These two sections of the Andrews Drive facility were constructed to serve two separate purposes. The rear warehouse was an industrial area which included open garage bays and was initially used for trucking. See Olsen Dep. at 32-33. Because the warehouse was used for different purposes, it was built — from an architectural standpoint — as a separate building. See id. at 49, 52-53. The warehouse level required a different fire rating, fire locks, a demising wall, and different stairs than the offices. See id. at 49, 59, 61, 50.

  A portion of the warehouse, however, had been set aside for maintenance offices, assembly areas, and a shipping counter. See id. at 32; Ferguson Dep. at 75. When plaintiff decided to lease the second story office space, it "fit-out" a portion of that warehouse space for plaintiff to use as a photography studio. See Ferguson Dep. at 74-75 ("Q: Now, there's a portion of that warehouse space that was fitted for office areas, correct? A: Yes. Q: Describe that for me, if you will. A: Well, that had nothing to do with me. That was Nichols. Nichols did that fit — out on their own. The ran out of space and they converted that to office space."); Van Dalen Dep. at 110-11 (attached to Pl.'s Mot. Summ. J. as Ex. 10).

  Also contained within the Andrews Drive facility is an elevator shaft. Pl.'s Mot. Summ. J. ¶ 7. The elevator shaft does not contain a functioning elevator, as the actual elevator cab and all of the accompanying equipment necessary to operate it were never installed. Id. Defendants' architect testified that an elevator was not needed at the time of construction, but the shaft was nonetheless installed "for future flexibility or present flexibility." Olsen Dep. at 41; see also id. at 38-42 (testimony by architect Olsen that installation of an elevator shaft is less expensive "when you're building brand new" than it would be to install an entire elevator at a later date, and that installing the elevator shaft was a way to give defendants the flexibility to hire employees with disabilities or rent to others). If installed, the elevator would have the capacity to make stops on the first and second office floors, as well as an intermediate stop at the warehouse level. See id. at 33.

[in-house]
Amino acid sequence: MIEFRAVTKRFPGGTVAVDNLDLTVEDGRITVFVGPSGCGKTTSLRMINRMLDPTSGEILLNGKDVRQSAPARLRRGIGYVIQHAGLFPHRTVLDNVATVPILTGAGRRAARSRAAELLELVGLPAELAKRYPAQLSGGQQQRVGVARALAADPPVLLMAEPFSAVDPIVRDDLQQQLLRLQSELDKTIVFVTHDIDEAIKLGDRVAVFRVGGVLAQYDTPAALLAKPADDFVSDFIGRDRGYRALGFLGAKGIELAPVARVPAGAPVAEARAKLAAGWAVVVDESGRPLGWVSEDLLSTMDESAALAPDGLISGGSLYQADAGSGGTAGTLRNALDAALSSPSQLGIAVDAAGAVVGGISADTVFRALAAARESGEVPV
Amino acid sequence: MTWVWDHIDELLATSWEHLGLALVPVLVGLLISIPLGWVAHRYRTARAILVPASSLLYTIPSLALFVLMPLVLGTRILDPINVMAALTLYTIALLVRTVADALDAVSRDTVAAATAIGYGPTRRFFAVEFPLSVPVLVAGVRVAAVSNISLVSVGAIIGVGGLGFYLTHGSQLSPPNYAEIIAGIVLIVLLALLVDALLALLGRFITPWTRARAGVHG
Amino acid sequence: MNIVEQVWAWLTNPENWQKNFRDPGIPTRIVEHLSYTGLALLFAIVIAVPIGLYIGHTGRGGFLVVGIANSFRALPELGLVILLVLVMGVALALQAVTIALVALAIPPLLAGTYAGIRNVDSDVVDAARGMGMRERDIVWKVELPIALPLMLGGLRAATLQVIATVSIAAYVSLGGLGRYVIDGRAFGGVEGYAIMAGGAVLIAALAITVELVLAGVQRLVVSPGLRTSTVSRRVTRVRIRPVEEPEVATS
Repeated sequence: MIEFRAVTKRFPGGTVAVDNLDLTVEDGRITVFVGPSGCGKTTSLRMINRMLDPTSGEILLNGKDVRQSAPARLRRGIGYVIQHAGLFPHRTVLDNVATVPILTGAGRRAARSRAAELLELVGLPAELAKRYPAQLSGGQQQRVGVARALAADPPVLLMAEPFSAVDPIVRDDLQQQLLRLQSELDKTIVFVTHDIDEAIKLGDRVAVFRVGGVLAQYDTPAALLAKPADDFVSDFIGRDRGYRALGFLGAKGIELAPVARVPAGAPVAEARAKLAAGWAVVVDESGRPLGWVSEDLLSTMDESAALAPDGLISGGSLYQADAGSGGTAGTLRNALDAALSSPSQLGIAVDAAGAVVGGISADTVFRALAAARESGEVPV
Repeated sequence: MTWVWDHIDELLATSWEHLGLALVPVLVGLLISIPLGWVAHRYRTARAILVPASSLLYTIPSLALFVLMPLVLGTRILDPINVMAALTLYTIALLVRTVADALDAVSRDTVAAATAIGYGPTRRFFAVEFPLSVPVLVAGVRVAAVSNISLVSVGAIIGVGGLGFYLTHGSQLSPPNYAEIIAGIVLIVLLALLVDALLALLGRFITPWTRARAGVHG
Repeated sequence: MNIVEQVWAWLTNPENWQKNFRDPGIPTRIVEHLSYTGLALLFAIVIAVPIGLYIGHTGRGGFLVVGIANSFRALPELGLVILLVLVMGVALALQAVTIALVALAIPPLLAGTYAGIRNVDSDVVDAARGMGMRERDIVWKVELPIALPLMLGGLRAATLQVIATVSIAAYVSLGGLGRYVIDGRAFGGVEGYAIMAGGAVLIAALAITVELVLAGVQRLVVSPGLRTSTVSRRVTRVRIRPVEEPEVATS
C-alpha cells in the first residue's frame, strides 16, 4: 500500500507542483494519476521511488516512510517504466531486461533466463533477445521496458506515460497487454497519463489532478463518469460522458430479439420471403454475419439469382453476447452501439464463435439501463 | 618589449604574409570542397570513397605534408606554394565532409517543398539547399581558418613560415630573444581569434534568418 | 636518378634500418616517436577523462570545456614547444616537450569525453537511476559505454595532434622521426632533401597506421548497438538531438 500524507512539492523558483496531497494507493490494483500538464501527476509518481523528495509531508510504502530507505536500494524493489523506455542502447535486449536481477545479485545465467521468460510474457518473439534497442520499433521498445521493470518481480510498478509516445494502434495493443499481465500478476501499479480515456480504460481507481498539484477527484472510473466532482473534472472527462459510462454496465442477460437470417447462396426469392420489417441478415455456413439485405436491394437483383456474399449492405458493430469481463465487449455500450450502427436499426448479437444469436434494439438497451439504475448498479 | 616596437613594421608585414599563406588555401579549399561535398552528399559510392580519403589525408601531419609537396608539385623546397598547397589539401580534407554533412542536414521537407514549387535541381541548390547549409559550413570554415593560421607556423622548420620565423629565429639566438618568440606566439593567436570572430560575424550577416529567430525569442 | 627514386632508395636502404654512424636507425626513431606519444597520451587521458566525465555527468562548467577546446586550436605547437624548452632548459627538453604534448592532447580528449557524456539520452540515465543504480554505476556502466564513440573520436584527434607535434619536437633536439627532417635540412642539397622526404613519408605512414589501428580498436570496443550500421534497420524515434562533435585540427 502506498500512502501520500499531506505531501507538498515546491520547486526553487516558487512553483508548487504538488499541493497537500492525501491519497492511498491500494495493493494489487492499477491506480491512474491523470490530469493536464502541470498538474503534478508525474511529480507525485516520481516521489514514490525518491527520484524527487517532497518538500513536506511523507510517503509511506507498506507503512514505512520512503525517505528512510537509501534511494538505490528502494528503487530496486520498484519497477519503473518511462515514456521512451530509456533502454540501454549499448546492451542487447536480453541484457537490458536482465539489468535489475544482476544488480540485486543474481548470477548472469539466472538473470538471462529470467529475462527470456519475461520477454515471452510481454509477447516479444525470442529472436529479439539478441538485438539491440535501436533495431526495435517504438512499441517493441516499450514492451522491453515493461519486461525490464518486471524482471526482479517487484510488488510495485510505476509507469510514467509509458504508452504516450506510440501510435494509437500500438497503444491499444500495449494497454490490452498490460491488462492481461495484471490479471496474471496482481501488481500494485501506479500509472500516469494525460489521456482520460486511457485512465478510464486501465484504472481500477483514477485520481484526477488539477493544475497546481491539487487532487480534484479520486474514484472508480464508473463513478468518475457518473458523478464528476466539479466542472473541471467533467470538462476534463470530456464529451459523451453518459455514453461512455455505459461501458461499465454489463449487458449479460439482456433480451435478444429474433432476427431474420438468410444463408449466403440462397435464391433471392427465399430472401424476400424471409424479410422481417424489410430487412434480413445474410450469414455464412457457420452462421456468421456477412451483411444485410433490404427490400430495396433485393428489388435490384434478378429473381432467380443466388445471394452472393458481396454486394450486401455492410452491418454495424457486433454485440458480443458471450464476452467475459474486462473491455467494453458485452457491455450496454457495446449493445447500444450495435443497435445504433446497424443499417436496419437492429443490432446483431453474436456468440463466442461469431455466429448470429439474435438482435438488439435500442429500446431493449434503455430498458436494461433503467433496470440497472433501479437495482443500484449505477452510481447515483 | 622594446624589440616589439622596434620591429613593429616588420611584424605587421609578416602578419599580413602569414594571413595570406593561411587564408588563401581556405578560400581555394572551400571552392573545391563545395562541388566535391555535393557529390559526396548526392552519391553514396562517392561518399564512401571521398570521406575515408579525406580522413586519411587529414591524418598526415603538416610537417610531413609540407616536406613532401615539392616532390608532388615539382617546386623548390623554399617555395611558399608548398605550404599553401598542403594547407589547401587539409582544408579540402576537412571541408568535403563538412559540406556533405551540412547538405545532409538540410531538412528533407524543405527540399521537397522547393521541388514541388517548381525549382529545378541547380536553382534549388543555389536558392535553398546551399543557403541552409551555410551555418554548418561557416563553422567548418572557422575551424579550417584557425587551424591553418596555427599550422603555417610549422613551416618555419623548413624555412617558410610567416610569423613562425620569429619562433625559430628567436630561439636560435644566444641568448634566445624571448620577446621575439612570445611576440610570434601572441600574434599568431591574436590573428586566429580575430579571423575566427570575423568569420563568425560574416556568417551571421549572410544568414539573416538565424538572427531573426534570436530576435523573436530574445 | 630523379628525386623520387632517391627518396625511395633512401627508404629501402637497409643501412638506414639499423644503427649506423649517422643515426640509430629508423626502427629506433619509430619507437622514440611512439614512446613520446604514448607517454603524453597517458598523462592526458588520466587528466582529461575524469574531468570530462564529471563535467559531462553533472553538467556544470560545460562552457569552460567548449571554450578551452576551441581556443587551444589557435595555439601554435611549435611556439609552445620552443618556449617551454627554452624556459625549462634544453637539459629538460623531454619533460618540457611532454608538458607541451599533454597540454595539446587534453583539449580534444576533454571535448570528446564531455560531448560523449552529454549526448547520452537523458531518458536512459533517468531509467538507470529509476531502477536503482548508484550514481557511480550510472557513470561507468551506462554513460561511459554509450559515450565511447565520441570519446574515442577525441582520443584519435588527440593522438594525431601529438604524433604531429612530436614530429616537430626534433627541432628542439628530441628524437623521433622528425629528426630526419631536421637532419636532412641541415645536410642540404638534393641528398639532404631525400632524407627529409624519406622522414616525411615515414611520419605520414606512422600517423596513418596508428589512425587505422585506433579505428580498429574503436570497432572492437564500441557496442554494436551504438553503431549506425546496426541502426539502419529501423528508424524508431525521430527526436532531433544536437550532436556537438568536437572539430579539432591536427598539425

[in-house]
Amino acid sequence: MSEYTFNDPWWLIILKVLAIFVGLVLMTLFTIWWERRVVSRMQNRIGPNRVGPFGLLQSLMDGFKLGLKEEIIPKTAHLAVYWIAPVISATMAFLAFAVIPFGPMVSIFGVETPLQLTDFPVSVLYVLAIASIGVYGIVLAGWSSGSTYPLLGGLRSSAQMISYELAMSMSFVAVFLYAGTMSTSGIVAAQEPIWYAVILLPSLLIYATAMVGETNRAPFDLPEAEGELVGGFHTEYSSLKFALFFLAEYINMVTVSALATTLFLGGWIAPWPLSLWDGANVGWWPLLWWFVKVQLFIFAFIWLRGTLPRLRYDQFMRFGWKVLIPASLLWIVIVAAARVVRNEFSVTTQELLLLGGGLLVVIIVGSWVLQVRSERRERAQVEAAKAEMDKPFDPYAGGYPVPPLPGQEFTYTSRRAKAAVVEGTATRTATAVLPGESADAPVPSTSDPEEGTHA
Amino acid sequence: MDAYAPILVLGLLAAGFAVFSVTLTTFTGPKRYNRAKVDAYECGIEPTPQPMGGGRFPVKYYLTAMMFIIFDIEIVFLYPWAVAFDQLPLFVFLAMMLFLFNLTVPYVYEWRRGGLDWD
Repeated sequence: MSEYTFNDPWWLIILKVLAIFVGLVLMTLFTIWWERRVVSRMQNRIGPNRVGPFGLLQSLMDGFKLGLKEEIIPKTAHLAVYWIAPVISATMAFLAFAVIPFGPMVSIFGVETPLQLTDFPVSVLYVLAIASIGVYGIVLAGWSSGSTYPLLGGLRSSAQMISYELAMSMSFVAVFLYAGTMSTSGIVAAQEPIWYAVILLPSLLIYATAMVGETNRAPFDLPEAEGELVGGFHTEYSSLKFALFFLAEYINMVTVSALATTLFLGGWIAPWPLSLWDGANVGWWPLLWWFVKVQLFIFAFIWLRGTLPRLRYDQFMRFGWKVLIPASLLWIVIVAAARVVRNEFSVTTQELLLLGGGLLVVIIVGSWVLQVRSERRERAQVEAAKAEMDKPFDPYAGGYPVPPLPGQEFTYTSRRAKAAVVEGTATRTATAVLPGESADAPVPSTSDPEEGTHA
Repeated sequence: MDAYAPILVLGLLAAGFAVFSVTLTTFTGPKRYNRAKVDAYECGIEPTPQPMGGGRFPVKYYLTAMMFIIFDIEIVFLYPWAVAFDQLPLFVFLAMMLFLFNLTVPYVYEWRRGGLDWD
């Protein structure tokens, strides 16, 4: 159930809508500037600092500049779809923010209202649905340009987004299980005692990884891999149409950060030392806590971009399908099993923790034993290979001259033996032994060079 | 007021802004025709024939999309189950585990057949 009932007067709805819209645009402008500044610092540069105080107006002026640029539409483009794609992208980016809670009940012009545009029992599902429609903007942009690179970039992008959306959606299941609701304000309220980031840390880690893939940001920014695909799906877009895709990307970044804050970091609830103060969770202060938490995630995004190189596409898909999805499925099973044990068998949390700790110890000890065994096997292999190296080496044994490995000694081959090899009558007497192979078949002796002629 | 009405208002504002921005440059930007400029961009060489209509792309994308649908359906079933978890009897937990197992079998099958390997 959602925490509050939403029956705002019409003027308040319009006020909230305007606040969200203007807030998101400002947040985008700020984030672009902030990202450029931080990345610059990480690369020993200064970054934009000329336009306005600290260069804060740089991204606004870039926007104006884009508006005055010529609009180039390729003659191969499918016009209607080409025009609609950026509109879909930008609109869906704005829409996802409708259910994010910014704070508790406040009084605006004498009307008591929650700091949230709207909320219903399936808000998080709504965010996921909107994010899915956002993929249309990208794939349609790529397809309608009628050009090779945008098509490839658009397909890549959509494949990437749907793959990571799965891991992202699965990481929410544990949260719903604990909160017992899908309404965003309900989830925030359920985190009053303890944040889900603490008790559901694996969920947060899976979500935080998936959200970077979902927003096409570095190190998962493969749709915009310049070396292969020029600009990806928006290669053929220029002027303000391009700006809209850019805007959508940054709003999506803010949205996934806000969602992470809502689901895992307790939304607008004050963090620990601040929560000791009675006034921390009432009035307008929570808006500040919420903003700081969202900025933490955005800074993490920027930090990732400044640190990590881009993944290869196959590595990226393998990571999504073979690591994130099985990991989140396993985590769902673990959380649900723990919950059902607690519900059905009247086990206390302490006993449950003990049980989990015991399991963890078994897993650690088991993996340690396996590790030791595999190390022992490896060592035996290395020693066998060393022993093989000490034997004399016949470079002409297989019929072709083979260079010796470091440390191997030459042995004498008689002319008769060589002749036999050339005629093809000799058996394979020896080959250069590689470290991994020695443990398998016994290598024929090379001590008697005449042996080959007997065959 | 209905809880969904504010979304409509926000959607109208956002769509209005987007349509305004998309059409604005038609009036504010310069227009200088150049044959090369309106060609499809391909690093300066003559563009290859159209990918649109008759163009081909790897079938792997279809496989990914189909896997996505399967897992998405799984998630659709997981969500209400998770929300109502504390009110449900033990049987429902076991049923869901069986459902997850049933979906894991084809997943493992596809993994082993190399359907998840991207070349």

II. Analysis

 A. Legal Standard

  Summary judgment is proper "if the pleadings, depositions, answers to interrogatories, and admissions on file, together with the affidavits, if any, show that there is no genuine issue as to any material fact and that the moving party is entitled to a judgment as a matter of law." Fed.R.Civ.P. 56(c). This court may not resolve disputed factual issues, but rather should determine whether there are genuine, material factual issues that require a trial. See Anderson v. Liberty Lobby, Inc., 477 U.S. 242, 247-48 (1986). Where "the record taken as a whole could not lead a rational trier of fact to find for the non-moving party," however, there is "no genuine issue for trial." Matsushita Elec. Indus. Co., Ltd. v. Zenith Radio Corp., 475 U.S. 574, 587 (1986) (quotations omitted). B. ADA Elevator Exemption

  (1) LEGAL BACKGROUND

  The ADA prohibits discrimination against individuals with disabilities.*fn5 42 U.S.C. § 12182(a). To this end, the Act requires commercial facilities to be designed, constructed, and altered in accordance with the specifications set forth by the Americans with Disabilities Act Accessibility Guidelines*fn6 ("ADAAG"). See 28 C.F.R. § 36.101; id. at § 36.406. The failure to install elevators in most newly-constructed or altered buildings, for example, constitutes a violation of the ADA. 42 U.S.C. § 12183(a). With respect to both new construction and alterations, however, an elevator is not required in buildings that have fewer than three stories. Id. at § 12183(b); see also 28 C.F.R. § 36.404(a) (alterations); id. at § 36.401(d)(2) (new construction). As a result, defendants must install an elevator in 1020 Andrews Drive only if it is a three-story building.*fn7

  The ADAAG define "story" as follows:
That portion of a building included between the upper surface of a floor and the upper surface of the floor or roof next above. If such portion of a building does not include occupiable space, it is not considered a story for purposes of these guidelines. There may be more than one floor level within a story as in the case of a mezzanine or mezzanines.
28 C.F.R. pt. 36, app. A § 3.5 (emphasis added).; see also 59 Fed. Reg. 31676, 31745. A mezzanine, then, is defined in the same section as:
That portion of a story which is an intermediate floor level placed within the story and having occupiable space above and below its floor.
28 C.F.R. pt. 36, app. A § 3.5; see also 59 Fed. Reg. 31676, 31745.

  It is undisputed that the two office levels in the front portion of the Andrews Drive facility are separate stories. The building, therefore, has at least two stories. Plaintiff contends that the warehouse is also a story, resulting in a three-story building. Defendants, conversely, argue that the warehouse — which is situated on an intermediate level — is a separate building and thus cannot constitute a third story.